It’s 1990s Berlin. Following the fall of the Berlin wall and the city’s re-unification, there is a momentous excitement in the air. The city is a blank canvas. A significant proportion of the city’s buildings are empty. Prices are low and the parties are wild.
This environment was the perfect breeding ground for a vibrant cultural scene. Fast-forward to into the early 2000 and the former Mayor of Berlin, Klaus Wowereit describes his city as “poor but sexy” – a slogan which would stick for the coming decades.
Whilst the German capital’s cultural life was booming, its economy was not. The city was in debt and relied on money from richer states like Bavaria and Baden-Württemberg. Berlin lacked jobs in comparison to other key cities like Frankfurt (a European finance hub) and the prosperous Southern regions which were successful manufacturing centres. Even in 2011 Berlin had the highest unemployment rate of any German state - 13.3% when the national average was just 7%. Now leap forward less than ten years later and the tide has turned. The Berlin unemployment rate has dropped to 7.9% and continues to fall. Today a new start-up is founded every 20 minutes and Berlin is being heralded as the next great global centre for the tech industry. Between 2015 and 2017, the German capital experienced the biggest increase in start-ups of any European city.
The question which arises is: how did this happen? Why Berlin?
Firstly, the vibrant cultural and music scene became a magnet for bright young things from all over Europe. It’s reputation for art, fashion and design made the Berlin brand synonymous with cool. Visas are comparatively easy to come by compared to other destinations, so the trailblazers came flocking. This is clearly demonstrated in current statistics - almost 50% of employees at young companies in Berlin are foreign born.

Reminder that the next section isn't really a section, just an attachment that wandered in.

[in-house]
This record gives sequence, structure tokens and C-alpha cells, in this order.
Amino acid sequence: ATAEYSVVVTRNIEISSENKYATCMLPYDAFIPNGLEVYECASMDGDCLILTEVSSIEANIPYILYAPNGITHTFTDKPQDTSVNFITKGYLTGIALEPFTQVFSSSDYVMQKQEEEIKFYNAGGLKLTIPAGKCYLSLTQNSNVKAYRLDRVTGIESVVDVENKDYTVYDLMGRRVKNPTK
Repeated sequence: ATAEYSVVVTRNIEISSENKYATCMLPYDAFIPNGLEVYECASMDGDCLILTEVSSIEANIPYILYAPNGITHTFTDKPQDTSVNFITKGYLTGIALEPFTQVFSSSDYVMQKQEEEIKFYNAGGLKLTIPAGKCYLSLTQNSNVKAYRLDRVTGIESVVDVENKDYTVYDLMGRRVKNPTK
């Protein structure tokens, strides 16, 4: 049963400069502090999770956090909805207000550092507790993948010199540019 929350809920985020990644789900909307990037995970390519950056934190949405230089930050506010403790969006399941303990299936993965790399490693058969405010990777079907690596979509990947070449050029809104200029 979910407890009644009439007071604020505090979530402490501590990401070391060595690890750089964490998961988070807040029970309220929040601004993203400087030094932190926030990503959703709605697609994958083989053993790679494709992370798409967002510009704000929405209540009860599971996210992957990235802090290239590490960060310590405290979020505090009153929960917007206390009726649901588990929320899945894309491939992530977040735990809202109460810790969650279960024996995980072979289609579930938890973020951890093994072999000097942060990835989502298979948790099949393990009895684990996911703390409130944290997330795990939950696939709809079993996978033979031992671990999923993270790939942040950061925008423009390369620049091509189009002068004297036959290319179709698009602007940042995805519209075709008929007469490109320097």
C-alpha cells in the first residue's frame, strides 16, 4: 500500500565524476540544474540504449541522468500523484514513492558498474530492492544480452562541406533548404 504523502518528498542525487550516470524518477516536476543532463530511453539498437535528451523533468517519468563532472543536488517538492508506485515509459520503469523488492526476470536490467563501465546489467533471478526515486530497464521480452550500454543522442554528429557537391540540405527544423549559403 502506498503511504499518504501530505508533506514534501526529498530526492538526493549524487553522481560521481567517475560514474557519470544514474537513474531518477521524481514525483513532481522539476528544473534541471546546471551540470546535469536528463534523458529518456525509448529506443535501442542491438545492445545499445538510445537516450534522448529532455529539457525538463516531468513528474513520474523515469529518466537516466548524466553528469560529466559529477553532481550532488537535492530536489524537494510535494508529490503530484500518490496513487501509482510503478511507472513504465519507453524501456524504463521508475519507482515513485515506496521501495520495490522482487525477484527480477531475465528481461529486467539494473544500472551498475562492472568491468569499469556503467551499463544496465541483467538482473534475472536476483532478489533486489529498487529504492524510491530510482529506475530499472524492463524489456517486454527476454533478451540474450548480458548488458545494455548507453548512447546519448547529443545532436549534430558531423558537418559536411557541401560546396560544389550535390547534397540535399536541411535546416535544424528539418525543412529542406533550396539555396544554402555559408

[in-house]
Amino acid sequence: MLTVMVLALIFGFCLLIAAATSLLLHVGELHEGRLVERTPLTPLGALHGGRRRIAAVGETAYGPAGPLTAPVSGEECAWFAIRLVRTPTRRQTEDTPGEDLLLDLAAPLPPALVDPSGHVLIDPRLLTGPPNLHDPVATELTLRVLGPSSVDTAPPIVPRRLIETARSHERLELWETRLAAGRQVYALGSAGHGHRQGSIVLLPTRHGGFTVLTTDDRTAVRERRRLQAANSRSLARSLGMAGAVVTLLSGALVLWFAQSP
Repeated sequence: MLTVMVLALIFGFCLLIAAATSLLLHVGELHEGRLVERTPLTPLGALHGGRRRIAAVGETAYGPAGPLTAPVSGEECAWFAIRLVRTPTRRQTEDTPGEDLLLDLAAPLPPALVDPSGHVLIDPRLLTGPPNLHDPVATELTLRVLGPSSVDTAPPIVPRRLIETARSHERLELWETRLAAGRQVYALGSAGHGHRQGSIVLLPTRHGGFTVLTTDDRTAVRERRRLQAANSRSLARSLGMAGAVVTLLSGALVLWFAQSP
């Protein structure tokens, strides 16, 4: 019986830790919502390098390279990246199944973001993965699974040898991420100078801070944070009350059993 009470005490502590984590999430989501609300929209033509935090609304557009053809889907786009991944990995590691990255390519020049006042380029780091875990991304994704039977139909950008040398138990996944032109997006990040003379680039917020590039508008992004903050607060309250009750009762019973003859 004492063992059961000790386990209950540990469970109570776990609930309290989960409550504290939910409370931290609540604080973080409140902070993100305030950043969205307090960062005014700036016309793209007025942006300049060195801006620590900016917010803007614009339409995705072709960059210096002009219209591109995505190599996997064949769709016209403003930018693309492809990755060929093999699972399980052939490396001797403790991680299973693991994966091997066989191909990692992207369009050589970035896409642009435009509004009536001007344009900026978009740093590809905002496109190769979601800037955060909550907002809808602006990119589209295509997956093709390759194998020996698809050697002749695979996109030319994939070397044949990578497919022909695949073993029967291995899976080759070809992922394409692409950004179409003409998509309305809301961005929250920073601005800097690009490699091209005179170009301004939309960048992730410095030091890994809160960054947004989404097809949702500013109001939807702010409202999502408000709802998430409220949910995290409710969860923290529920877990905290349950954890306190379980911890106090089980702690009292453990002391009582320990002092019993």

A prime example of this hot young talent is perhaps the Swedish duo, Alexander Ljung and Eric Wahlforss - the founders of Soundcloud – who were attracted to Berlin in part for its music scene. Other companies such as Kolibri who moved from a different part of Germany, cite this decision as significantly motivated by the desire to recruit the best international staff.
A further advantage for business owners establishing a Berlin base it that wages in Berlin are comparatively low in terms of European business centres – made possible by the cheap housing and cost of living. Without question, Berlin’s reasonable price of property has been an important factor for burgeoning businesses looking to snap up an office as well as young movers looking for somewhere to live. A Berlin apartment costs approximately a third of an equivalent place in London.
Normally hip new districts quickly push up prices out of reach for the average city-dweller though in Berlin this was much slower to take effect. One reason given for this slower rate of gentrification is the simple fact that there was far so much vacant space to fill. Nevertheless, as these gaps close, residents deplore the recent surge in prices. In response, the government this week imposed a freeze on rent for the next five years.
The eco-system has furthermore been strengthened by growing infrastructure for start-ups. Whilst “Silicon Alee” was once a casual monthly meeting, it is now a mature start-up complex including short term let flats for entrepreneurs, a supermarket, offices and more. Accelerators have moved in, including Microsoft Ventures in 2017. Fintech powerhouse Finleap has launched 18 disruptive companies with the financial backing of Chinese insurance firm Ping An.
There is no question that in Berlin opportunities for investment are skyrocketing across the board. One example would be Ernest young’s reported €6.2bn record investment in a myriad of young Berlin companies in 2019, an increase of 36% on 2018. On top of this, huge events such as Disrupt Berlin , hosted by Techcrunch, and Tech Open Air firmly place Berlin on the map of global tech centres.
Find out more about Berlin’s amazing tech scene on our Silicon Allee/Tech City Tour or with a company visit to one of the capital’s most innovative start-ups. Get in touch via firstname.lastname@example.org to find out more.